Why not put the payroll tax cut on the table? Why not debate regressive taxes and whether to make them permanent? The reason is simple. The so-called political forces of the United States (Democrats and Republicans), aspirants for the White House, and incumbent congressmen all have the same issue. They do not want to give the revenue back to the people who work and pay taxes in the US. They have their own program agendas that they want to push forward. The common issue of tax relief is talked about and not acted upon.

Taxes are a big deal in the campaign. Are we drilling deep enough in the debate? No. Do we have to resort to looking at analyses that come from private organizations whether it is the Tax Foundation, the Tax Policy Center, or somewhere else? Yes. That is the best we have.

Let me add one final comment on the tax-comparison pieces. The analysis of taxation was done by the Tax Foundation, not us. We provided readers with the link, as we have also done with the Tax Policy Center.  Those folks are responsible for their numbers.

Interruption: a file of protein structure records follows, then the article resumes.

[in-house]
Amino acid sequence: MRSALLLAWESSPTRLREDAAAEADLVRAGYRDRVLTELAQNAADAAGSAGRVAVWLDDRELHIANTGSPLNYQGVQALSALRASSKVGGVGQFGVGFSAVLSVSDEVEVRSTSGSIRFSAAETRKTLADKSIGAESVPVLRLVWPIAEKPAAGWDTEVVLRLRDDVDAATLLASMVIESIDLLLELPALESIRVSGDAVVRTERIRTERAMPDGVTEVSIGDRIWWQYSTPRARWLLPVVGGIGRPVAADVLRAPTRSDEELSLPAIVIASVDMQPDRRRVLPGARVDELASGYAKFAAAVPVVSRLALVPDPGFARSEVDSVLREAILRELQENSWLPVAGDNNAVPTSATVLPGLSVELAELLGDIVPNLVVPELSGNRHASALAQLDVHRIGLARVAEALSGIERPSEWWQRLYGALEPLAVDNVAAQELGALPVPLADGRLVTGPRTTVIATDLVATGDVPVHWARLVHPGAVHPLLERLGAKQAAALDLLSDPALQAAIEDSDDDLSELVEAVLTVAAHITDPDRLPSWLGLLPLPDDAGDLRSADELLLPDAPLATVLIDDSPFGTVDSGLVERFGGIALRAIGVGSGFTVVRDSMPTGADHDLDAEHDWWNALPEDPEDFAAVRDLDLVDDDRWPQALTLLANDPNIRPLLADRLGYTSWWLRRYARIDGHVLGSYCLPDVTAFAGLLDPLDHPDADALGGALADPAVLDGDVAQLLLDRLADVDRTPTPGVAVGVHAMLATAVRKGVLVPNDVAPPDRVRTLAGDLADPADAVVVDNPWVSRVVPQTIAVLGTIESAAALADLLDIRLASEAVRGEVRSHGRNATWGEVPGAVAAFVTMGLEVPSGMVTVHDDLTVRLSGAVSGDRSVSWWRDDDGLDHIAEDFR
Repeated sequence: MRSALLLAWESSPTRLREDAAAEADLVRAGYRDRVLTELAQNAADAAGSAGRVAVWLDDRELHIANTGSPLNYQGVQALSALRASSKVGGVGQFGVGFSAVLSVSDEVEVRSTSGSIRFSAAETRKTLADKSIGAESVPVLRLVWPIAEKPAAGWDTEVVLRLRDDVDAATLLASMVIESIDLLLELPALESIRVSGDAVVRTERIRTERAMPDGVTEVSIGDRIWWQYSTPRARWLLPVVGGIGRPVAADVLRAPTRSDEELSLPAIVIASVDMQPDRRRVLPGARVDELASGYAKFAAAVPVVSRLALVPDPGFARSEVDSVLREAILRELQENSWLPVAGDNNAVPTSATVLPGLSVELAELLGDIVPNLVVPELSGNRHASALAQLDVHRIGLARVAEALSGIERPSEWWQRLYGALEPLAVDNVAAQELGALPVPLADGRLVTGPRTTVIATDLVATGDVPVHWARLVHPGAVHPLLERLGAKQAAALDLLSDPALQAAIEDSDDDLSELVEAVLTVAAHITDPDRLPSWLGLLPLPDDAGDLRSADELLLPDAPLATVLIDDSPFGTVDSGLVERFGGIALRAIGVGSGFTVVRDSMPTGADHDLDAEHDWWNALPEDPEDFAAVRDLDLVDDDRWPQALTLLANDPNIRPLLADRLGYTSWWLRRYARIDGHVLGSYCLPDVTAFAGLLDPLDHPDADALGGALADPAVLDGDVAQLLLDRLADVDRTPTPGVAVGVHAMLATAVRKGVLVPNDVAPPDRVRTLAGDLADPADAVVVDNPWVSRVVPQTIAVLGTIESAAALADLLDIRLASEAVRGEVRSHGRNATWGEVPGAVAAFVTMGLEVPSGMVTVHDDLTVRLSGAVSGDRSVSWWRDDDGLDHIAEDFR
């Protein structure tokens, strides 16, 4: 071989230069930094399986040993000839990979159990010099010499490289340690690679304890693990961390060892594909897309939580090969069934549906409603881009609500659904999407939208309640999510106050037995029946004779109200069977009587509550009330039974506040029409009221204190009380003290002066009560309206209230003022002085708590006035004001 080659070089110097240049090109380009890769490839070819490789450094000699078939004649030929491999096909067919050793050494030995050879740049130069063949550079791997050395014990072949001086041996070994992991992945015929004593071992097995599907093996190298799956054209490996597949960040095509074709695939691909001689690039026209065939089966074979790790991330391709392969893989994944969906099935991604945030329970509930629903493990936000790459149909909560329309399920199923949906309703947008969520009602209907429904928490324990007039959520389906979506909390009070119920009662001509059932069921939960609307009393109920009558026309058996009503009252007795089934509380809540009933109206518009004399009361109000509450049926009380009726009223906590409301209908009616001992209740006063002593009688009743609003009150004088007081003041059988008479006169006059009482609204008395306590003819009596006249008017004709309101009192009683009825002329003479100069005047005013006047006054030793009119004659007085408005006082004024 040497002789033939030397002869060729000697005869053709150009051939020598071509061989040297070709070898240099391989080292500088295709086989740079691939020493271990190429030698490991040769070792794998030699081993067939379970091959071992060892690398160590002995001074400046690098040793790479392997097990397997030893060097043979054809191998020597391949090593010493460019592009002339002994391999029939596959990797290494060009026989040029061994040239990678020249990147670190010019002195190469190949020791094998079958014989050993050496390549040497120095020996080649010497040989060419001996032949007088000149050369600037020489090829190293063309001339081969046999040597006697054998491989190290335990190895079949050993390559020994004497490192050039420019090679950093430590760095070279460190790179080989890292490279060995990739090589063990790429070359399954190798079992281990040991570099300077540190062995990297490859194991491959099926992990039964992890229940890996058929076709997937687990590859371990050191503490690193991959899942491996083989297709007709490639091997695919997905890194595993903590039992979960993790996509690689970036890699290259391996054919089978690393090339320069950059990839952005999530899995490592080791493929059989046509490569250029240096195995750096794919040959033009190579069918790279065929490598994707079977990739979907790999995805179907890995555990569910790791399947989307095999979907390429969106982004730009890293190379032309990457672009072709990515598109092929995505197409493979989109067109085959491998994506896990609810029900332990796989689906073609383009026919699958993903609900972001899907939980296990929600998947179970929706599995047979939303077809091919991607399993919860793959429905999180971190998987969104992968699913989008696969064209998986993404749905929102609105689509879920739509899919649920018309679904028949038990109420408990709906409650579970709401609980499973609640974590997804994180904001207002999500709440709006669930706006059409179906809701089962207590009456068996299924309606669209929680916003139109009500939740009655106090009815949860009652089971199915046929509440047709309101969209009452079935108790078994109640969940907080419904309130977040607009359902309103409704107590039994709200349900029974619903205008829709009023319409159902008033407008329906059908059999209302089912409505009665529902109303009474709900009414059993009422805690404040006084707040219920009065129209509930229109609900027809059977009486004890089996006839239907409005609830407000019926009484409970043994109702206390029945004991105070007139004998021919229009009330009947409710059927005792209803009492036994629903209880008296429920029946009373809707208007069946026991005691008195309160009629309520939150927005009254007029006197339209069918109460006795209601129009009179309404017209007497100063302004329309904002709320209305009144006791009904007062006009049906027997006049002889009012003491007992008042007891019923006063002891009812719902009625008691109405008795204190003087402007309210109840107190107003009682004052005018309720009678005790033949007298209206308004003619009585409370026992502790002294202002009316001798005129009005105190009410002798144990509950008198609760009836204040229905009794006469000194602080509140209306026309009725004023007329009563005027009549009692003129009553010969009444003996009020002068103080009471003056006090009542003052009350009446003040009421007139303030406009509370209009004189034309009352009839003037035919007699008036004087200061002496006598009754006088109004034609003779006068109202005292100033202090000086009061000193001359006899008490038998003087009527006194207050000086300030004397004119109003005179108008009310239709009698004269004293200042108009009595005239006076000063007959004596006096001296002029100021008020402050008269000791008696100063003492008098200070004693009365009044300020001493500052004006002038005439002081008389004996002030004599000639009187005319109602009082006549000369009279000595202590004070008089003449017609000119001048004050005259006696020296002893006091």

Cumberland assembled the analysis of municipal taxation (taxation of tax-free bonds or tax treatment of tax-free bonds) – whether they are going to change and what the rates will be. We work in that turf.

Our conclusions are clear. The benefits of tax-free bonds are huge. The political constituency that supports them consists of school boards, sewage authorities, airport authorities, counties, townships, and states. That is a massive constituency. Every finance officer in those agencies knows that the cost of finance goes up if you eliminate the tax exemption of interest or the favorable tax treatment of interest on tax-free bonds. Simply put, there is almost four trillion dollars of outstanding state and local government debt in the US. It is turning over, rolling over, refunding, or otherwise changing every day.